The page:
Murray, Novak Djokovic and Roger Federer are the only other players of Nadal's era to have won the event multiple times. Federer did so in 2009 (defeating Rafael Nadal) and 2012 (defeating Tomas Berdych), while Murray first triumphed at the event in 2008 and took the title on clay in 2015. Federer's latest triumphant season was the lone year in which the event was played on blue clay – a controversial experiment which drew mixed reception from fans and players alike. Novak Djokovic stated: "I'm not really too happy about it... There is a certain rule within the ATP that the president is able to make decisions for himself without having players agree. That rule has to be changed because it is not fair... We need to feel that our opinion matters. That was not the case this time."  No other tournament in the sport's history has ever opted for blue clay, and the  Madrid Open's move back to traditional clay in 2013 set the event back on a positive track.

Djokovic joined Murray, Federer and Nadal on the list of multiple Madrid Masters champions when he captured his second title in 2016, defeating Murray in the final in what would be a preview of the French Open final, before Nadal reclaimed the title in 2017, defeating Dominic Thiem to become the all-time leader for Madrid Masters titles with five. 

The 2018 Madrid Masters saw Alexander Zverev become the first German champion as he defeated Thiem, who had beaten Nadal in the quarterfinals in a match-up that would also be played out as the French Open final, to claim the title, his third Masters 1000 Series.

Alexander Zverev claimed his third Masters 1000 Series title in Madrid in 2019

Madrid Masters Tournament Information

Mutua Madrid Open tournament information

Mutua Madrid OpenATP/WTA
Dates4-12 May 2019
LocationMadrid, Spain
VenueCaja Magica
SurfaceRed clay (outdoors)
CategoryATP Masters 1000/WTA Premier Mandatory
First played2009 (in present form)
Draw size (men)48 singles/16 doubles
Draw size (women)64 singles/28 doubles
Prize money (men)€5,719,660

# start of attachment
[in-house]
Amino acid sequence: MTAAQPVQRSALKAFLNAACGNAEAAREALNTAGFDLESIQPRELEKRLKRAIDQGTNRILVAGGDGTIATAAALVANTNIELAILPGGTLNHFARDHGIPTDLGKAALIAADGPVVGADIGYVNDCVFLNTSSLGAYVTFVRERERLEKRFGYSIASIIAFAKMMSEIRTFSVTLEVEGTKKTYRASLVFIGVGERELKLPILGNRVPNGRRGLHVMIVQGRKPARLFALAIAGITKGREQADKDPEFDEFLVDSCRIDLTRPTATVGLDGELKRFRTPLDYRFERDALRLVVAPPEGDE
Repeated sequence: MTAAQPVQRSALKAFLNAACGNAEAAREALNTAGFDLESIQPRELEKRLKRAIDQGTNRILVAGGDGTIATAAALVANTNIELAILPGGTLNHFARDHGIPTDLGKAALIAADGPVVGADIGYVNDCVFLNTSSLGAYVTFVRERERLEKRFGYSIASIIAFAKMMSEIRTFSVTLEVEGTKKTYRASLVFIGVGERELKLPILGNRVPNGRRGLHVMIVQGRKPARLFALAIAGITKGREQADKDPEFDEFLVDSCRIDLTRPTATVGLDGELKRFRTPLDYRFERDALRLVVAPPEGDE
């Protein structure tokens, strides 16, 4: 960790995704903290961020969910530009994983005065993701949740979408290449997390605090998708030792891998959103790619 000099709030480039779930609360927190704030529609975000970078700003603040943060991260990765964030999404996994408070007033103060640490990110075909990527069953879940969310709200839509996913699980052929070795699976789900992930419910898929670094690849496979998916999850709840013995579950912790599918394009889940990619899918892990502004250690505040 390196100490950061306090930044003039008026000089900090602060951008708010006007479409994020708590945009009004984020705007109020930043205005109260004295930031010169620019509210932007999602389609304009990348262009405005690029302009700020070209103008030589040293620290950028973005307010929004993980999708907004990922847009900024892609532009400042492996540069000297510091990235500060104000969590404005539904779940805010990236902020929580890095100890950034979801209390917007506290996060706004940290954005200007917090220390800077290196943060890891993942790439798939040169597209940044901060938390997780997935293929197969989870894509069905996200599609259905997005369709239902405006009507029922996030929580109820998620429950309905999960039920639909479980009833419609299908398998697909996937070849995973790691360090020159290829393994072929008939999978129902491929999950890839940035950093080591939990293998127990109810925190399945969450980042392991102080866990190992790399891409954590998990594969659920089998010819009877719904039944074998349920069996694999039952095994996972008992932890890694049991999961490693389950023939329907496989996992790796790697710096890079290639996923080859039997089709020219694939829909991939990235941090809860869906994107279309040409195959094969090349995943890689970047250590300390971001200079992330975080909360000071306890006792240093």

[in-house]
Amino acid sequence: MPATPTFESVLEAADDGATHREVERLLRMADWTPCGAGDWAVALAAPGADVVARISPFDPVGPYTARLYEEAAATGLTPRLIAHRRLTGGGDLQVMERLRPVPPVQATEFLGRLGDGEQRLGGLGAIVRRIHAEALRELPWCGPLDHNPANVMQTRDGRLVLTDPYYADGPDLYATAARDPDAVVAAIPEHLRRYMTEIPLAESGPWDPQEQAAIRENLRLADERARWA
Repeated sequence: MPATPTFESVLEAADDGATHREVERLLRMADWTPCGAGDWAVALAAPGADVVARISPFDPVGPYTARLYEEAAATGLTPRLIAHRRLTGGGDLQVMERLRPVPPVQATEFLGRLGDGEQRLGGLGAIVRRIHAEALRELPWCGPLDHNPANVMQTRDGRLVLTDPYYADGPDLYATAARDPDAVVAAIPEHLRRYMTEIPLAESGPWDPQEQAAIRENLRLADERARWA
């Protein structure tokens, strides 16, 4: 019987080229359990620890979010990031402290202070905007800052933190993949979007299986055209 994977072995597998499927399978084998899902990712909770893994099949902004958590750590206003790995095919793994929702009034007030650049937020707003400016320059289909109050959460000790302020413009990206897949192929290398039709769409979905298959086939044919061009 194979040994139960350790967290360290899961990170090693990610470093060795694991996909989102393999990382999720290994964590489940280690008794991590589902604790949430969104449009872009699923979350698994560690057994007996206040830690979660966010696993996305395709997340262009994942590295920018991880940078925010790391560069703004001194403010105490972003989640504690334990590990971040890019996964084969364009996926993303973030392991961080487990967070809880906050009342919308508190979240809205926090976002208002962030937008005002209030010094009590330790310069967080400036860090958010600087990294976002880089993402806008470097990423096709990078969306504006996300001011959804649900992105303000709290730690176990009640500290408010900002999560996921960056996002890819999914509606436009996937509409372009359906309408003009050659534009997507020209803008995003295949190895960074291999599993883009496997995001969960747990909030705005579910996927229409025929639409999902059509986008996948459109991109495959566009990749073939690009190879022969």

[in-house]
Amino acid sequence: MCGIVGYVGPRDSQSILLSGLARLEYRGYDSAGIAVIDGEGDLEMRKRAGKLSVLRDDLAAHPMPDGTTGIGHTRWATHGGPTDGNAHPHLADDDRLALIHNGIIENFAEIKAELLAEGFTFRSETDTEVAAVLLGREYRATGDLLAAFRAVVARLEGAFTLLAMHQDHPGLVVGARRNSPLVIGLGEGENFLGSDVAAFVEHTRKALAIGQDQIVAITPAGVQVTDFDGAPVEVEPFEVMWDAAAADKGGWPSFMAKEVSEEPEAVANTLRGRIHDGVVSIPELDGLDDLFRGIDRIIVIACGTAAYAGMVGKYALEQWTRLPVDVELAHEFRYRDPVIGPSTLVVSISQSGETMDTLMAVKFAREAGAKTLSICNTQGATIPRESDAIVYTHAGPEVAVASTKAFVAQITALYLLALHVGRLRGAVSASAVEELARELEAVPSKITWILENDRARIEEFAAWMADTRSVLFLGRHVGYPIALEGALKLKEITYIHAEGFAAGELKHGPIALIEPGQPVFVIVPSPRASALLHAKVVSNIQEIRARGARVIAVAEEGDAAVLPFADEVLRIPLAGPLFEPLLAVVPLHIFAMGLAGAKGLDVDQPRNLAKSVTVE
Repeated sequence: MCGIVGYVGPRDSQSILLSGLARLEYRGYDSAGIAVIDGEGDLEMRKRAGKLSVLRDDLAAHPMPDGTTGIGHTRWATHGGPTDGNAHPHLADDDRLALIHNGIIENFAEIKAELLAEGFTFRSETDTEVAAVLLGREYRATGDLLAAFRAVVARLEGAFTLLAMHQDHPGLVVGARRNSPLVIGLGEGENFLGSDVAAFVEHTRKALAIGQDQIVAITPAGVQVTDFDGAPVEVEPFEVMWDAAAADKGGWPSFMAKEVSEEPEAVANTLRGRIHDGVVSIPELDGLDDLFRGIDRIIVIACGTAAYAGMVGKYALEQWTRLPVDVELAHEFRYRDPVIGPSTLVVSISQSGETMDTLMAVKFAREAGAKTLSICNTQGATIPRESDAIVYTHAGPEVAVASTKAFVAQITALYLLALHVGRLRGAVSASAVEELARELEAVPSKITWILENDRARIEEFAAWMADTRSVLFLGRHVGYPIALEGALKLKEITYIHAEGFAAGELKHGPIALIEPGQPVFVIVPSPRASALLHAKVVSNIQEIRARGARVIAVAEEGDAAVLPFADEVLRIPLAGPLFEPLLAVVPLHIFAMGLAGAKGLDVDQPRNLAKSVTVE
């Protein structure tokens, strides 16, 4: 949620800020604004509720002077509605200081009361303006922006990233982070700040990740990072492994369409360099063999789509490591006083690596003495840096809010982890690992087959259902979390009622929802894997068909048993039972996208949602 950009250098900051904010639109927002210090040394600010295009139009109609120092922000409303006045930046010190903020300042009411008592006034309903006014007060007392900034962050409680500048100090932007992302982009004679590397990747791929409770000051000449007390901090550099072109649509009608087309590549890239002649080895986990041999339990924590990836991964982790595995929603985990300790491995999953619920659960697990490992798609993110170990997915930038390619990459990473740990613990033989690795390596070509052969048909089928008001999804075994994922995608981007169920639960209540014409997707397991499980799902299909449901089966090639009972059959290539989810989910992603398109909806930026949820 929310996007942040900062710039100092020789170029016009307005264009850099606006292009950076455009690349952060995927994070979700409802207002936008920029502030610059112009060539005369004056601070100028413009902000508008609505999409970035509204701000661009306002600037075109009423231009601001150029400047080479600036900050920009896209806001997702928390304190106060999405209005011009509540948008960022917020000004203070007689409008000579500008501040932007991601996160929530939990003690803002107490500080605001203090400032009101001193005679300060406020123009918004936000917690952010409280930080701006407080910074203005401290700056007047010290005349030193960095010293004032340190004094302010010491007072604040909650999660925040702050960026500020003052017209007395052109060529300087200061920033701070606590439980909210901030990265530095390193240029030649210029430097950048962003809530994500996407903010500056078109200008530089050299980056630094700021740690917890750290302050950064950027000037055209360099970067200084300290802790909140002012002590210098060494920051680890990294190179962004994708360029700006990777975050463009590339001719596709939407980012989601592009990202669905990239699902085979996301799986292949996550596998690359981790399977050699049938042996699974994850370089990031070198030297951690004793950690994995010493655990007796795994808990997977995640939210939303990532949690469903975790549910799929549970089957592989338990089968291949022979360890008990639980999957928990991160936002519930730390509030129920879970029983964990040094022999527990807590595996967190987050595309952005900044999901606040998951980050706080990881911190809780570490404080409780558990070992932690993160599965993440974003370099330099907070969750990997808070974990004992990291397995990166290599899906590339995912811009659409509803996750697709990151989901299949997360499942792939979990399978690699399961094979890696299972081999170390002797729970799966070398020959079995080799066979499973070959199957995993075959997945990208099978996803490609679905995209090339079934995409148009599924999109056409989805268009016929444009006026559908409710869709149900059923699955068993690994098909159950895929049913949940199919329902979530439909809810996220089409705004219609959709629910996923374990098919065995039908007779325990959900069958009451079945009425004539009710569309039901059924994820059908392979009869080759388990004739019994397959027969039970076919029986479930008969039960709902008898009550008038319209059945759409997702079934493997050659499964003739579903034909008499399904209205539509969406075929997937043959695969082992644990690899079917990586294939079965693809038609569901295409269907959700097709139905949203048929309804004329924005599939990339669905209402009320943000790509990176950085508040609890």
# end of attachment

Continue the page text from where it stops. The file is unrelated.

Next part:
Prize money (women)€4,771,360
Most titles (men)Rafael Nadal (5)
Most titles (women)Petra Kvitova (3)
Reigning men's singles championAlexander Zverev
Current men's doubles championsNikola Mektic/Alexander Peya
Reigning women's singles champion

Petra Kvitova
Current women's doubles championsEkaterina Makarova/Elena Vesnina

Madrid Masters Ranking Points

Here is a breakdown of the ranking points awarded by the ATP Tour for reaching various rounds at a Masters 1000 Series event like the Madrid Masters.

ATP Masters 1000 ranking points

RoundPoints
Champion1,000
Runner-up600
Semifinalist360
Quarterfinalist180
Round of 1690
Round of 3245
Round of 6425

Madrid Masters Champions

Here is a complete list of men's singles champions at the Mutua Madrid Open, also known as the Madrid Masters.

Players still active in singles are given in bold.

Previous Madrid Masters champions

YearChampionRunner-up
2002Andre AgassiJiri Novak
2003Juan Carlos FerreroNicolas Massu
2004Marat SafinDavid Nalbandian
2005Rafael NadalIvan Ljubicic
2006Roger FedererFernando Gonzalez
2007David NalbandianRoger Federer
2008Andy MurrayGilles Simon
2009Roger Federer (2)Rafael Nadal
2010Rafael Nadal (2)Roger Federer
2011Novak DjokovicRafael Nadal
2012Roger Federer (3)Tomas Berdych
2013Rafael Nadal (3)Stan Wawrinka
2014Rafael Nadal (4)Kei Nishikori
2015Andy Murray (2)Rafael Nadal
2016Novak Djokovic (2)Andy Murray
2017Rafael Nadal (5)Dominic Thiem
2018Alexander ZverevDominic Thiem

Madrid Masters Records

Here are some of the most significant records and statistics about the Madrid Masters.

MEN'S SINGLES

Most titles
Rafael Nadal - 5 (2005, 2010, 2013-14, 2017)

Most finals reached
Rafael Nadal - 8 (2005, 2009-11, 2013-15, 2017)

Most consecutive titles
Rafael Nadal - 2 (2013-14)

Most consecutive finals
Rafael Nadal - 3 (2009-11, 2013-15)

MEN'S DOUBLES

Most titles
Bob and Mike Bryan - 5 (2006-7, 2010-11, 2013)
Daniel Nestor - 5 (2002, 2004-5, 2009, 2014)

Most consecutive titles
Mark Knowles and Daniel Nestor - 2 (2004-5)
Bob and Mike Bryan - 2 (2006-7, 2010-11)